While the American sports betting market is still in its infancy and the British sports betting market is well into its senior years, there are plenty of obvious similarities.
But there are a growing number of differences, and perhaps the most glaring and obvious one is happening right now. While the UK is moving toward banning gambling advertisements on the jerseys of players, the American market is just now expanding into that realm with the Washington Capitals of the NHL being the first to sign a deal. Starting in the 2022-23 season, the Capitals will feature a 3-by-3.5-inch patch advertising Caesars Sportsbook on the upper right chest area of the jerseys.
Meanwhile, in England, English Premier League teams — and all other professional sports teams — will almost certainly be without gambing ads on their uniforms come the 2022-23 season, assuming the government gets its way. Politicians in the UK are currently hashing out final proposals to eliminate the practice. It’s estimated some $80 million in sponsorship money will go down in flames as a result.
Of course, here in the colonies, sports betting advertising is about as ubiquitous as columnists using the word ubiquitous in an effort to sound smart. Barely a day goes by that a league or a team doesn’t announce a new sponsorship deal with a sportsbook.
And now, the patches are here.
‘Just too much’
“The irony and frustration here is not lost on me,” said Brianne Doura-Schawol, vice president of U.S. policy and strategic development for Epic Risk Management. “As the U.S. begins to announce its first ever shirt sponsorships, we’re simultaneously seeing countries like Spain and possibly the UK that are banning this form of advertisement. Why are they banning it? A result of the harm that has come from it. May I ask, why does the industry feel we’d be any different and not suffer the same harm as the other countries?”
It’s a fair point, and one Doura-Schawol doesn’t think is being paid attention to by any of the stakeholders.
“We need to be considering the sheer amount of advertising, how it’s being done, and who is consuming it,” she said. “Sports are enjoyed by an array of folks, youths included, also a great number of people who could be considered vulnerable and at-risk. I fear that we are normalizing gambling so rapidly and the saturation of advertising — now even on jerseys — is just too much.
“I am not against the expansion of legalized sports wagering or any form of legalized gambling. I am, however, against doing this without proper safeguards. It would seem to me that the allure of dollars in this nascent market is proving to be more worthy than that of the human lives that could suffer harm from some of these decisions. I hope the industry at-large does better to collaborate and have open dialogue around these issues.”
As far as those dollars are concerned? The NHL is more than happy to pocket them.
“We honestly believe that the overall program is worth hundreds of millions of dollars on a yearly basis. This is big,” said Keith Wachtel, the NHL’s chief business officer and senior executive vice president, according to an ESPN article.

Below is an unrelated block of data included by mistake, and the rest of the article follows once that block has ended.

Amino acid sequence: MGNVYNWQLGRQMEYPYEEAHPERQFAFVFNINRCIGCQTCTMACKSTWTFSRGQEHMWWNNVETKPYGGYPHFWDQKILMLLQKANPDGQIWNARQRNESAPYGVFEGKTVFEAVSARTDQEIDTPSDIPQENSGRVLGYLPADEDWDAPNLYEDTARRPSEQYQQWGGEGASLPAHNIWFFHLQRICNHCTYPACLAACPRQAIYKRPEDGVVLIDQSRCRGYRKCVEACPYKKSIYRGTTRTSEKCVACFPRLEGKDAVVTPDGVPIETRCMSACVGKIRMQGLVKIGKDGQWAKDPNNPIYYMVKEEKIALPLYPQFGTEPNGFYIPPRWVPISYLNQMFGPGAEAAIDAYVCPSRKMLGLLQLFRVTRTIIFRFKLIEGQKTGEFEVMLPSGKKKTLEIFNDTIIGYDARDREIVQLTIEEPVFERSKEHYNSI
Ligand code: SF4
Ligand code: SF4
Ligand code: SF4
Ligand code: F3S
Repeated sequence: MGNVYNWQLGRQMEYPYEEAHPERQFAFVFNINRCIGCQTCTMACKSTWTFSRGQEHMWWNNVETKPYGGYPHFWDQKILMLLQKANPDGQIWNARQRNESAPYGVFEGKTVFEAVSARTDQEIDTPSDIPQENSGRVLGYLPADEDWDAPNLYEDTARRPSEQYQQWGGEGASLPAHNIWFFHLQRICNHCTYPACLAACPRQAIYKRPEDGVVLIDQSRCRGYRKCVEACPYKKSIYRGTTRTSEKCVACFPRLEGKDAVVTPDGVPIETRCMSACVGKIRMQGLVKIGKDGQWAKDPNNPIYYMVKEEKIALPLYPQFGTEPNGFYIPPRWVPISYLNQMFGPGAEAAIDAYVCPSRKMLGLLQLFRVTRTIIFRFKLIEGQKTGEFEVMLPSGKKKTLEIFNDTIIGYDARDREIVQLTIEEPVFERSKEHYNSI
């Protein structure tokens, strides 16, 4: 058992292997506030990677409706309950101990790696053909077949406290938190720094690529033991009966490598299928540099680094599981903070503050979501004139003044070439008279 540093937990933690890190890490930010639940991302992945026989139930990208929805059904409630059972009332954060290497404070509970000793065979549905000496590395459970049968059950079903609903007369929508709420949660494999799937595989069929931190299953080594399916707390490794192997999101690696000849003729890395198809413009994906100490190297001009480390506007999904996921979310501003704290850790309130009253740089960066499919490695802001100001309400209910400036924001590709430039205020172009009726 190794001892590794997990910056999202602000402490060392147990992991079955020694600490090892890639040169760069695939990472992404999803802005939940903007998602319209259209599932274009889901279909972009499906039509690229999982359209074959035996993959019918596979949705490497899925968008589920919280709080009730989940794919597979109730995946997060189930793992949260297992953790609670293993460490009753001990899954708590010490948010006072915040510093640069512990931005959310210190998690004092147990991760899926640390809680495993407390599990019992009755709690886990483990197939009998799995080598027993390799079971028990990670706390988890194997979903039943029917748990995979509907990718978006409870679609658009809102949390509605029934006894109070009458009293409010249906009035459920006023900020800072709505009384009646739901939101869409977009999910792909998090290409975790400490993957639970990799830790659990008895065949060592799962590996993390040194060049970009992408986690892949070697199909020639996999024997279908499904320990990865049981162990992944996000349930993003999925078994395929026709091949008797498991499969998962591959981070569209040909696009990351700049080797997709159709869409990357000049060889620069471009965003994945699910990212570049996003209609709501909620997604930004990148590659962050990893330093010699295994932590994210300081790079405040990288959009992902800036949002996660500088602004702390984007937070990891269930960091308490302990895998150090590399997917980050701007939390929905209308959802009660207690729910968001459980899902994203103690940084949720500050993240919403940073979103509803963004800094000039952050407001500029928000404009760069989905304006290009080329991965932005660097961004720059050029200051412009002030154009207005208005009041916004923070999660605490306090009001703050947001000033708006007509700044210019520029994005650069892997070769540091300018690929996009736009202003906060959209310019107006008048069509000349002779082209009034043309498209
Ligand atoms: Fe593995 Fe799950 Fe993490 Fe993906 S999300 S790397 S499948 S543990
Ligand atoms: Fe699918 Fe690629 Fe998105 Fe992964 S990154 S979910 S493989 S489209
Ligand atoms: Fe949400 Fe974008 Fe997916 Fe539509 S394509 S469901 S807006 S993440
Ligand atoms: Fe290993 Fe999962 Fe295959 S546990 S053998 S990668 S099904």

And while the NFL has thus far not allowed advertising patches of any sort on its players’ uniforms, MLB recently unveiled advertising patches — for a cryptocurrency firm — on umpires’ uniforms.
As for the NBA? It has been accepting jersey sponsors since the 2017-2018 season, but with gambling ads specifically prohibited. Of course, that rule was put in place pre-PASPA, and it would seem it’s only a matter of time before the NBA relaxes it.
In short: If you’re not clutching your pearls now about the Capitals’ decision, don’t start clutching your pearls in the coming years when all four major sports feature gambling ads on uniforms.
Some minor clutching
As for me? I’m doing a wee bit of pearl clutching. I’m generally fine, in an American-don’t tread on me-libertarian-lite sorta way when it comes to advertising. And while sports betting and legal online casino gaming aren’t exactly the same as Ivory soap and Bounty quicker picker uppers, let’s not fool ourselves: As long as we’re more-or-less OK with alcohol advertising — and for that matter, McDonald’s and Doritos advertising — then it seems awfully silly to get ourselves all worked up about gambling advertising.
But ads on uniforms seem a little much. The athletes themselves, while obviously the source of our wagering enjoyment, are still out there playing a game. And while it’s one thing to have in-stadium advertising (and in-stadium sportsbooks), slapping ads on the players themselves feels a little too … connected.
As adults who bet on sports, we’ve long stopped rooting for the “laundry” on the field, court, or ice. We root for whoever we bet on. Right, wrong, or indifferent, that’s the way it is. I’d sell my beloved New York Mets down the river if it meant I was cashing a ticket.
But for non-gamblers — and specifically, kids — sports stars still float in rarefied air. They’re beloved. And while it’s one thing to bombard these people with sports betting ads during the game — again, I’m fine enough with it — putting the ads on the uniforms, making them part of the action, basically using the players as vessels for advertising … it’s a little icky.
This is something that has obviously been discussed in the British gaming market — as well as other European countries — and is now being phased out as a result.
Right now, the American and European gambling markets are like those two dogs in the painting in Goodfellas: One dog goes one way and the other dog goes the other way.
Of course, at the end of that scene, you hear the presumed dead body of Billy Batts thumping away in the trunk, and if there’s a metaphor there, it probably won’t rear its head for another decade or two stateside when, and if, the federal government decides to step into the space like its European counterparts.
Photo courtesy of Caesars Entertainment Inc.